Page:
Egyptian stocks bounced back into the green Tuesday after two sessions of losses, as hardened local investors shrugged off gloomy predictions for the country's economy to indulge in a wave of bargain-hunting.
The benchmark EGX30 edged up 0.63 per cent to close at 3,096.5 points; the index slipped a combined 2 per cent on Sunday and Monday following a televised speech by Egypt's new prime minister Kamal El-Ganzouri wherein he described the state of the country's economy as "worse than anyone imagined".
"Stock prices fell far enough yesterday in the wake of Ganzouri's speech that they reached an attractive level -- today was a natural rebound," said Issa Fathy, vice president of the securities division in Cairo's Chamber of Commerce.
Of the day's 175 listed stocks, 116 gained value and 43 declined, promping a climb of 0.6 per cent for the broader EGX70.
Total turnover was a thin LE163.88 million with Egyptians once again doing the heavy-lifting.
Responsible for 69 per cent of trade, local investors were net-buyers to the tune of LE14.545 million, while foreigners offloaded a net LE19.166 million in stocks.
"Egyptian investors have no other options outside the market -- they can only continue and fight for the best," said Fathy, describing them as 'fedayeen' -- an Arabic term designating those who stage resistance for a greater good.
Such 'fedayeen' have been the main drivers of the market in recent days, barring the occasional large-scale and one-off transaction between institutions, Fathy explained.
High-cap firms made small recoveries after recent dips, with Orascom Construction Industries (OCI), Egypt's largest listed firm, gaining a solid 1.03 per cent.
On Tuesday the construction firm announced a $100 million contract to help build a hydropower station in Upper Egypt -- a piece of upbeat news that got lost among the day's general economic gloom.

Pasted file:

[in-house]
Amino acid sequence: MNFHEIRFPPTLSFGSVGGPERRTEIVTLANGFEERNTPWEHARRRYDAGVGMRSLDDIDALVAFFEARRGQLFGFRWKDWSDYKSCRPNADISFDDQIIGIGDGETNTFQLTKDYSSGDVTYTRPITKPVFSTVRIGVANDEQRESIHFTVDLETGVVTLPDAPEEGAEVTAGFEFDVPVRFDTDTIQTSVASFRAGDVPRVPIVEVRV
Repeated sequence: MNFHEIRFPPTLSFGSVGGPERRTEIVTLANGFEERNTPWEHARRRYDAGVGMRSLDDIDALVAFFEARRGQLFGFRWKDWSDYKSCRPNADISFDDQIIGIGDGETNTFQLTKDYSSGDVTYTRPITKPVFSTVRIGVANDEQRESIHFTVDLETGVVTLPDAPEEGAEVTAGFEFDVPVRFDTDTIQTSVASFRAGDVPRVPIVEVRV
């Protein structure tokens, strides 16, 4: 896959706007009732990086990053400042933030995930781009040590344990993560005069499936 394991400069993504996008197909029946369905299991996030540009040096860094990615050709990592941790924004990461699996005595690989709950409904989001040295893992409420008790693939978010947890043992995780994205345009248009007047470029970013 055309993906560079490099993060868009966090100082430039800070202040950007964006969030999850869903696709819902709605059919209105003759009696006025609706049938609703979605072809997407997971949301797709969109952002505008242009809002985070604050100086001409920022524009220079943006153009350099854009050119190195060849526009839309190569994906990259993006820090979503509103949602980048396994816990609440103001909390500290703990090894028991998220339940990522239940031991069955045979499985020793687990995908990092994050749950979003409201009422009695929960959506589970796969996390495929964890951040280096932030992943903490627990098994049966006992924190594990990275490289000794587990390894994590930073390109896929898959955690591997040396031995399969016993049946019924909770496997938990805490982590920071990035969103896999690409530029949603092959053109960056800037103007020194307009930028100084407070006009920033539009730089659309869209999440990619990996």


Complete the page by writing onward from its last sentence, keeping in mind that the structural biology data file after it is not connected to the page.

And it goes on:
Other major Egyptian firms followed suit; Commercial International Bank edged up 0.94 per cent and Telecom Egypt climbed 2 per cent.
The day's biggest gainer, however, was little-known Pyramisa Hotels which soared 9.1 per cent.
Other stocks did less well, with Egypt's largest-listed property developer SODIC slipping 0.39 per cent despite reports it had sold every unit of its new Westown Residence project within two days of its launch -- a feat though impressive given a deeply troubled property market.
Luxury developer Orascom Development took a dip too, losing 0.44 per cent, after an announcement it would reduce its capital, and thus stock value, by 2.7 per cent, refunding shareholders.
"On days like this, even when there is a recovery the interest in the market is limited," said Fathy.
"There isn't a lot of action right now. Only if there is something big in the political scene will we see larger turnover. It's possible we will see this after the second phase of parliamentary elections [starting Wednesday] -- if these go well, we might see another bounce."